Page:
The Reality of Green Energy

Something you will not hear much about  in the drive-by media is the failure of “green” power, whether in the U.S. or abroad.

Germany just recently released figures on the actual productivity of the country’s wind power and solar energy over the last ten years.

Due to the inherent intermittent nature of wind, their wind power system was designed for an assumed 30% loan factor which simply means they had hoped to get a mere 30% of the installed capacity versus some 85 to 90 percent for coal, natural gas, nuclear and hydroelectric facilities.   For every 3,000MW of wind power, Germany expected to get merely 900WM because the wind does not always blow at the required speeds.

In reality, after ten years, they discovered that they were only getting half of what they had optimistically and irrationally hoped for – a mere 16.3%.

Reality struck again when, after spending billions of Euros on subsidies, Germany’s total combined solar facilities contributed a miserly 0.084% over the last 22 years.  That is not even one-tenth of one percent!

Combined “green” energy was also higher than the cost of coal and nuclear power.  So much for “free” solar and wind.  So much for all the German jobs that depend on reliable access to plentiful and affordable electricity.

As to natural gas produced via hydraulic fracturing, that too is prohibited, even if it is required to back up undependable wind and solar facilities.  Is it any wonder Germany’s natural gas and electricity prices are practically unaffordable.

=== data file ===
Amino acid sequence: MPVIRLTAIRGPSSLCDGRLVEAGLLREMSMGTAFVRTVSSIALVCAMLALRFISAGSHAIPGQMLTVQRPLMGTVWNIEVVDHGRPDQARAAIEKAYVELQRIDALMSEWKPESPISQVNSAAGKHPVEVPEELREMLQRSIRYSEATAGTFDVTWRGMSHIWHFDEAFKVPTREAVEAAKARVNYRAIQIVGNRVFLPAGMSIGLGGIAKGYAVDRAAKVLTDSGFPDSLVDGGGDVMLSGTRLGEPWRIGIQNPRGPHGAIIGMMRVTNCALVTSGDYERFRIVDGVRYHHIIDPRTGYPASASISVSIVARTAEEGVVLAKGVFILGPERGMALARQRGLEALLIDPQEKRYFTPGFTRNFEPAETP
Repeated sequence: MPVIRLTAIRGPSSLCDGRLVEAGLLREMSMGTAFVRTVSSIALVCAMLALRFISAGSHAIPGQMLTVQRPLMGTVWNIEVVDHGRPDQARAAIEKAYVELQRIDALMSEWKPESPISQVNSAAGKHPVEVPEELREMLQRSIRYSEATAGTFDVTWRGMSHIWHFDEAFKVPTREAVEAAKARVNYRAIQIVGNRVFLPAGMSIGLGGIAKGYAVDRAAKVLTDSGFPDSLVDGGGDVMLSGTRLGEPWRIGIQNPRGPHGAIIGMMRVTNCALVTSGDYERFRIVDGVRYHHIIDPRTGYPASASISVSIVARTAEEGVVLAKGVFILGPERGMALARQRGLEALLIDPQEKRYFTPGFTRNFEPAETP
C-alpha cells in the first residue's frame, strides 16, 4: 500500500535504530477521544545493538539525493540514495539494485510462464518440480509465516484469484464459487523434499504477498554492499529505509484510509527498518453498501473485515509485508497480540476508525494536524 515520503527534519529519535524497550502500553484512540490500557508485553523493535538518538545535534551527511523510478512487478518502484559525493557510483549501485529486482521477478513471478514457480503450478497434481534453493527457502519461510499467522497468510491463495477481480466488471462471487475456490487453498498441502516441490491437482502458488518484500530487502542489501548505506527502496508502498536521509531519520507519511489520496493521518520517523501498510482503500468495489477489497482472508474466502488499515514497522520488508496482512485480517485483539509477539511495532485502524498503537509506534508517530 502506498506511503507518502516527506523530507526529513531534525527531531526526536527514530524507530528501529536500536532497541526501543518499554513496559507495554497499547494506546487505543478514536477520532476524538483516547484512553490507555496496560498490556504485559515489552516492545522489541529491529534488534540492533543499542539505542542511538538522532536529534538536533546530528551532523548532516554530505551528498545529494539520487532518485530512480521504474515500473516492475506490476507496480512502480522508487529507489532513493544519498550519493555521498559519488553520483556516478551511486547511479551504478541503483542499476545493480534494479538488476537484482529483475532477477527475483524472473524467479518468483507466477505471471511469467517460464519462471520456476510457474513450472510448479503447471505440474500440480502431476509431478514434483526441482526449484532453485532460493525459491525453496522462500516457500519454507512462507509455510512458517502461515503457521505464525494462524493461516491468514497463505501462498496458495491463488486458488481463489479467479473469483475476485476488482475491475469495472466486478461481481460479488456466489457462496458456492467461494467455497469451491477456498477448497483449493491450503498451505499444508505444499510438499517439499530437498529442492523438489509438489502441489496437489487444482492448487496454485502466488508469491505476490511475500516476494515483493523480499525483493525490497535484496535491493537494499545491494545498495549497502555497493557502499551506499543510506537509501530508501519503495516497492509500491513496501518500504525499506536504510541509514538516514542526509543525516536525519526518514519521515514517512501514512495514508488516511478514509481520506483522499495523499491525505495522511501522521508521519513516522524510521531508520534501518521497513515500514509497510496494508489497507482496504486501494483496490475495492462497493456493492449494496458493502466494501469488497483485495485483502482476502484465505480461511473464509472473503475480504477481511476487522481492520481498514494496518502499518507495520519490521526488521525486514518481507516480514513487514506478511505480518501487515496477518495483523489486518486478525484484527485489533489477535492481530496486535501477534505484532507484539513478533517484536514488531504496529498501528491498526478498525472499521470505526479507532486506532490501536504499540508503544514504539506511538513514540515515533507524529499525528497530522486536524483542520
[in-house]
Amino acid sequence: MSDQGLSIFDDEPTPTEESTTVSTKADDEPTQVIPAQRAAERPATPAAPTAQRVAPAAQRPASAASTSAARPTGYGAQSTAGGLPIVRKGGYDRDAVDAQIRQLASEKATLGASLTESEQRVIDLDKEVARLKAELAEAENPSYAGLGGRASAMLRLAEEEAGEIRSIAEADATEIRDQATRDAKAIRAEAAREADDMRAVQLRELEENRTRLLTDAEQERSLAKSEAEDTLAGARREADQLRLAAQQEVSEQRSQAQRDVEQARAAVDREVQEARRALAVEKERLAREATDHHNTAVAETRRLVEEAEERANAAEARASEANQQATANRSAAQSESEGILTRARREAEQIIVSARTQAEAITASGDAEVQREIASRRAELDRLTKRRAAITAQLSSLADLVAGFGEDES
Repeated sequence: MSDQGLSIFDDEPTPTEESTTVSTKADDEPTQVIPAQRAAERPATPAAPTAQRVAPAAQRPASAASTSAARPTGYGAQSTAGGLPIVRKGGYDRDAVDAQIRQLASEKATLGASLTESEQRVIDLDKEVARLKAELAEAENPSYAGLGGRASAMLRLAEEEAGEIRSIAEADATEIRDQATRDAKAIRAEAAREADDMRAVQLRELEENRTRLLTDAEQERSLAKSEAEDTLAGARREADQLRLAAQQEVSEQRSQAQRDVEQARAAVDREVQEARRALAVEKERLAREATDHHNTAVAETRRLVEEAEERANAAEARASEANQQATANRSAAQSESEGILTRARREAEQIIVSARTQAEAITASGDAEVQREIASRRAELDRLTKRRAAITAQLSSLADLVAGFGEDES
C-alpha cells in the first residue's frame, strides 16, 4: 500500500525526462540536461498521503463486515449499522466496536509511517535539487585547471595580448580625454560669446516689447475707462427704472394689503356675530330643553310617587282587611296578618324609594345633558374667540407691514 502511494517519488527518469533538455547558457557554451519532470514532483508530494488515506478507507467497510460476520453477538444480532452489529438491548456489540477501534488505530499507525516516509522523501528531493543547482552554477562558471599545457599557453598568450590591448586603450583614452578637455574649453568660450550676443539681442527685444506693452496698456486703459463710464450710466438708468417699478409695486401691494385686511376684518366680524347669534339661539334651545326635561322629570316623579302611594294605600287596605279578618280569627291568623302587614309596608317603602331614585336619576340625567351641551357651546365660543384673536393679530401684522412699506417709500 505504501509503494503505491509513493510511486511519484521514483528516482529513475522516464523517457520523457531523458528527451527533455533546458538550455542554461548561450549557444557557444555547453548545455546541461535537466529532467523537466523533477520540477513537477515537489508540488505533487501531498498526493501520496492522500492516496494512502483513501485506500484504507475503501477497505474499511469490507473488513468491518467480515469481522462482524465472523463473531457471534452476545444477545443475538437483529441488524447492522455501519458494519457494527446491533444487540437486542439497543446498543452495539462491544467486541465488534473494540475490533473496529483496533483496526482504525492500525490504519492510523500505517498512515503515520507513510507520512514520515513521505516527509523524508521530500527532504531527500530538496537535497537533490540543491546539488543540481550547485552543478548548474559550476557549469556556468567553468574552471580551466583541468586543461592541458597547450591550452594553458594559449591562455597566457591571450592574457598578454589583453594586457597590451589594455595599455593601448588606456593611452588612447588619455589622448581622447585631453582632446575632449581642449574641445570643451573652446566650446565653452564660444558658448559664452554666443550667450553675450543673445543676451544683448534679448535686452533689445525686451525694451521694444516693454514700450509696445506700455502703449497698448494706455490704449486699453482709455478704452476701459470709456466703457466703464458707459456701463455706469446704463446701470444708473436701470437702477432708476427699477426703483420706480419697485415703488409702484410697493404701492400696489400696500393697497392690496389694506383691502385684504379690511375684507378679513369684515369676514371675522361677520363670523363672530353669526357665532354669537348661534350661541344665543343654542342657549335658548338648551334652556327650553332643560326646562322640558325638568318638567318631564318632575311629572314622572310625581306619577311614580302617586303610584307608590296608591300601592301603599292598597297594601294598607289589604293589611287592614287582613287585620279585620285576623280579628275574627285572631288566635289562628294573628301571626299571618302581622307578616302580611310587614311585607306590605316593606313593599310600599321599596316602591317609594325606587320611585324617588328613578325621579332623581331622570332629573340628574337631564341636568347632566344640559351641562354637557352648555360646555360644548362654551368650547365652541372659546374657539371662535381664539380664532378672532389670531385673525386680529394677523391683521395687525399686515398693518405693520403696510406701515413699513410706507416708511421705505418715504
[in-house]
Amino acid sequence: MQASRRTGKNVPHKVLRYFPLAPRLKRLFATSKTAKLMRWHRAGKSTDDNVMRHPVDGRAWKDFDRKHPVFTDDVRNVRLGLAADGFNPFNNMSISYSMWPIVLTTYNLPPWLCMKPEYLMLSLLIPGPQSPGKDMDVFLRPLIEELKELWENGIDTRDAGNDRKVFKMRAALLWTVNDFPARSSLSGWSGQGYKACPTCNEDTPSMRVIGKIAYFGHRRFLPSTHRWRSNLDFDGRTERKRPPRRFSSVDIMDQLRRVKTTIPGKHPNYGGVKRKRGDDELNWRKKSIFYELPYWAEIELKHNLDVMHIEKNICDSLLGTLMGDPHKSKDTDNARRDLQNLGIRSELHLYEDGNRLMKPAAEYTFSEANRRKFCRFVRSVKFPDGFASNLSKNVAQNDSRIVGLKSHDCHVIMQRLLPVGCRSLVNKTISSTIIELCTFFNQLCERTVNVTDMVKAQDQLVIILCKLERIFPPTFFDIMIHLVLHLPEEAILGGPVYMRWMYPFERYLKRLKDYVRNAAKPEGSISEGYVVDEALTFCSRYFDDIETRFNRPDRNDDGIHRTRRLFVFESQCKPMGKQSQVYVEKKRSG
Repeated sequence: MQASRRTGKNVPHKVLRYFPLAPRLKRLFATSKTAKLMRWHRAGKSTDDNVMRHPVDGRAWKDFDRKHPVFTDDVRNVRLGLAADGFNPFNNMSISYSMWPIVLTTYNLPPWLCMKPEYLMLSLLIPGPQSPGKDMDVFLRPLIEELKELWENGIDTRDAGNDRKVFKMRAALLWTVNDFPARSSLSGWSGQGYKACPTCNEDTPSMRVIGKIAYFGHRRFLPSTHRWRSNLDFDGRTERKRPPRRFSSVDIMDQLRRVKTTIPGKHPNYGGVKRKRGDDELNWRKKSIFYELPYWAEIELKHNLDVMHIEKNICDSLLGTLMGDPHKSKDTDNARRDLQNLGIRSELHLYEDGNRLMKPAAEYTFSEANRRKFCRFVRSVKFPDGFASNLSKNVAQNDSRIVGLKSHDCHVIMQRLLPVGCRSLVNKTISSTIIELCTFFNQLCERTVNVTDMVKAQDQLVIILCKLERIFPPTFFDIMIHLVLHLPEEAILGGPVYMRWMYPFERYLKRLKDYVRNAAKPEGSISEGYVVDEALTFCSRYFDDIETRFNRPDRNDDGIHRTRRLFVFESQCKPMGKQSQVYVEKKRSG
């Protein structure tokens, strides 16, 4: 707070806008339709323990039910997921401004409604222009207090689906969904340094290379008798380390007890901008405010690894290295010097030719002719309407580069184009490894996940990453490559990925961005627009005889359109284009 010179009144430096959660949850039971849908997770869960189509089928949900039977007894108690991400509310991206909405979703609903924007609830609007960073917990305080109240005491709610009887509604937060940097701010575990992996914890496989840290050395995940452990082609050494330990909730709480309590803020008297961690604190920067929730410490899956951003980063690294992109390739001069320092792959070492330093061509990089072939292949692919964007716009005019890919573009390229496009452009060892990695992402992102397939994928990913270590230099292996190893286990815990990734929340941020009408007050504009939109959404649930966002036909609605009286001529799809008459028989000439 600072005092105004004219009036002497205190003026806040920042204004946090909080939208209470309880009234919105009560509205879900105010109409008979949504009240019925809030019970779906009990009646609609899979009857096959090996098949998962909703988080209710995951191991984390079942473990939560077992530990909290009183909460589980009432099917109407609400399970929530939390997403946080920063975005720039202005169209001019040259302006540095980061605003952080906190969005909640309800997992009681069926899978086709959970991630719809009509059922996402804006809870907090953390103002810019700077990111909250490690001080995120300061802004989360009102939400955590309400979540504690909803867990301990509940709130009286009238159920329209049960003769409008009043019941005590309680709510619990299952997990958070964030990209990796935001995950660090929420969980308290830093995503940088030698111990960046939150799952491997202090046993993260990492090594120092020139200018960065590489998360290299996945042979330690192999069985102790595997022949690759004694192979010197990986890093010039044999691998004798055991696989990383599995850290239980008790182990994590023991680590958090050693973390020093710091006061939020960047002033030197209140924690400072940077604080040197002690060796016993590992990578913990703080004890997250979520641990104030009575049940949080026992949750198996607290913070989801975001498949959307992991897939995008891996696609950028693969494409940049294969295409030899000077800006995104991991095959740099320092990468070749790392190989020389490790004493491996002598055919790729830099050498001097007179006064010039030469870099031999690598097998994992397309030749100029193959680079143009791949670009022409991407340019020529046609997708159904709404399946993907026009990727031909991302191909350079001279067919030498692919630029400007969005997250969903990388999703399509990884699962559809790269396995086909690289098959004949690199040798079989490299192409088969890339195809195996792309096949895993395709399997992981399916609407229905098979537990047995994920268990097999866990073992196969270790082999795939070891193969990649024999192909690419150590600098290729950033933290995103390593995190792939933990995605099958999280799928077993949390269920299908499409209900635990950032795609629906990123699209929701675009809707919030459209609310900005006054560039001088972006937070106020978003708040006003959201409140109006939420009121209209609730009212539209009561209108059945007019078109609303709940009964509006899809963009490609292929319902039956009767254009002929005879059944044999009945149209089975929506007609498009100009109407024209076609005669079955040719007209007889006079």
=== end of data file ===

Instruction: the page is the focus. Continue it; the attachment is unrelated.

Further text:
Germany’s new environment minister, Peter Altmaier has underlined time and again the importance of not further harming Europe’s and Germany’s economy by  the increasing the cost of electricity.  He is also concerned that Germany could become dependent on foreign imports of electricity.  To avoid that risk, Altmaier has given the green light to build twenty-three (23) new coal-fired plants, which are currently under construction.  In mid-August they opened a new 2200WM coal-fired power station near Cologne.

Here in the good ole USA, the extreme greens, including Obama, continue to preach the wonders of life based on “free” solar and wind.  They also bombast us with “sustainable living” and a “sustainable future” and otherwise hydrocarbon-free and a “decarbonized tomorrow.”   Germany has already proved that solar and wind aren’t free and aren’t dependable  so I guess the extreme greens are telling us we need to give up enjoying the lifestyle we are accustomed to and the living standards of a modern world and third world countries must give up any aspirations for getting out of the stone age.

Obama has expressed support for a Federal Renewable Portfolio Standard that will require 25% of electricity consumed to be derived from sustainable energy sources like wind, solar, geothermal and biomass by 2030.

Last year electricity generated in the U.S. totaled 4.1 trillion kilowatt hours.  Of that amount, wind produced  only 94.6 billion kilowatt hours or 2.3% of total generation.  For wind to expand so that it would supply 20% of the U.S. consumption, would require a nine-fold increase in the size of the wind generation base, which in 2010 stood at about 40,000 megawatts of capacity.  A little reminder –  stated capacity of a wind turbine is about three times what it actually produces.   So to meet a 20 to 30 percent goal would require us to have about 360,000 megawatts of wind generation capacity.  To put that into perspective, the total installed electric generation capacity in the U.S. from all sources, including fossil fuels, is about 1 million megawatts.